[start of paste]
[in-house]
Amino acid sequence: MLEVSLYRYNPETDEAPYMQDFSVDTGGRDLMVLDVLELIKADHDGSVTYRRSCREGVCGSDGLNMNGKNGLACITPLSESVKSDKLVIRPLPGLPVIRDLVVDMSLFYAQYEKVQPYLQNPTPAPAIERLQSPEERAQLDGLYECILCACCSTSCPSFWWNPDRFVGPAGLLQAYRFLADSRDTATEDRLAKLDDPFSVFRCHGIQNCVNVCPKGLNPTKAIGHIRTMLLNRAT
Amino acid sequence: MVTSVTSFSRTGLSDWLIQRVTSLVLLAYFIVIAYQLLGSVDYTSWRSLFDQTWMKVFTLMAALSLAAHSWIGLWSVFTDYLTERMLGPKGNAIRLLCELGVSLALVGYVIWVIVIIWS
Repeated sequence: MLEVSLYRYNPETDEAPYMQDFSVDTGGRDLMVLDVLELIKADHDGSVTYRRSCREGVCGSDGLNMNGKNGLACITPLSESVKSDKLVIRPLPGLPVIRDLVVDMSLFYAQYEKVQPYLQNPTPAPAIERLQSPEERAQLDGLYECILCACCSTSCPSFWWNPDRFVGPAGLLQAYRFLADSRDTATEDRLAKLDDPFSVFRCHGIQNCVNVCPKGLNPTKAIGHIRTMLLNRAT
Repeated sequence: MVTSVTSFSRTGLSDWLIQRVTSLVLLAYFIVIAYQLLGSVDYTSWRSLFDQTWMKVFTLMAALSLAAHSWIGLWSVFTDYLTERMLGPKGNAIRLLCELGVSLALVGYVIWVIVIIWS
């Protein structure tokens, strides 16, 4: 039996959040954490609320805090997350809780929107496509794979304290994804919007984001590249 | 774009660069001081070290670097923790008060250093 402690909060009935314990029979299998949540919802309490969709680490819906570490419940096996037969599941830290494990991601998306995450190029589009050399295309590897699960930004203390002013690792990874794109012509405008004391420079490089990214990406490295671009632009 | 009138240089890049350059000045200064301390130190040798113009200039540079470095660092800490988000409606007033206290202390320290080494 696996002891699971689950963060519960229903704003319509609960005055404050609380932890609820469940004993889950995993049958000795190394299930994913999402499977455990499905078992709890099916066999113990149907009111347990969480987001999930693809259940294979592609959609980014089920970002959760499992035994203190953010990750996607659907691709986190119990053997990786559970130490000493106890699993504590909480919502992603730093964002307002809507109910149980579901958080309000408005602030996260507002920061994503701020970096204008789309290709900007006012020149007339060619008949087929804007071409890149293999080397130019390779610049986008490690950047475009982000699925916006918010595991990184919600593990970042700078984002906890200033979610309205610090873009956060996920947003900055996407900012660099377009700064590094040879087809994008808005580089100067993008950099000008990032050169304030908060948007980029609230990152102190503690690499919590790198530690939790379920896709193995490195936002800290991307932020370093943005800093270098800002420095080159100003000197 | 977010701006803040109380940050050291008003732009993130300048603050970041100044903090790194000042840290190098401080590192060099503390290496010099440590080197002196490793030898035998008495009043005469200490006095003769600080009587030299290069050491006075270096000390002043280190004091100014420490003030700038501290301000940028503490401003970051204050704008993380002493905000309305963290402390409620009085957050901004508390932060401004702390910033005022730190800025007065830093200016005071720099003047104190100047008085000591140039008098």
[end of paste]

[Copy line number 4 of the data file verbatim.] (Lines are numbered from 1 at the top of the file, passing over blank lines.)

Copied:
Repeated sequence: MLEVSLYRYNPETDEAPYMQDFSVDTGGRDLMVLDVLELIKADHDGSVTYRRSCREGVCGSDGLNMNGKNGLACITPLSESVKSDKLVIRPLPGLPVIRDLVVDMSLFYAQYEKVQPYLQNPTPAPAIERLQSPEERAQLDGLYECILCACCSTSCPSFWWNPDRFVGPAGLLQAYRFLADSRDTATEDRLAKLDDPFSVFRCHGIQNCVNVCPKGLNPTKAIGHIRTMLLNRAT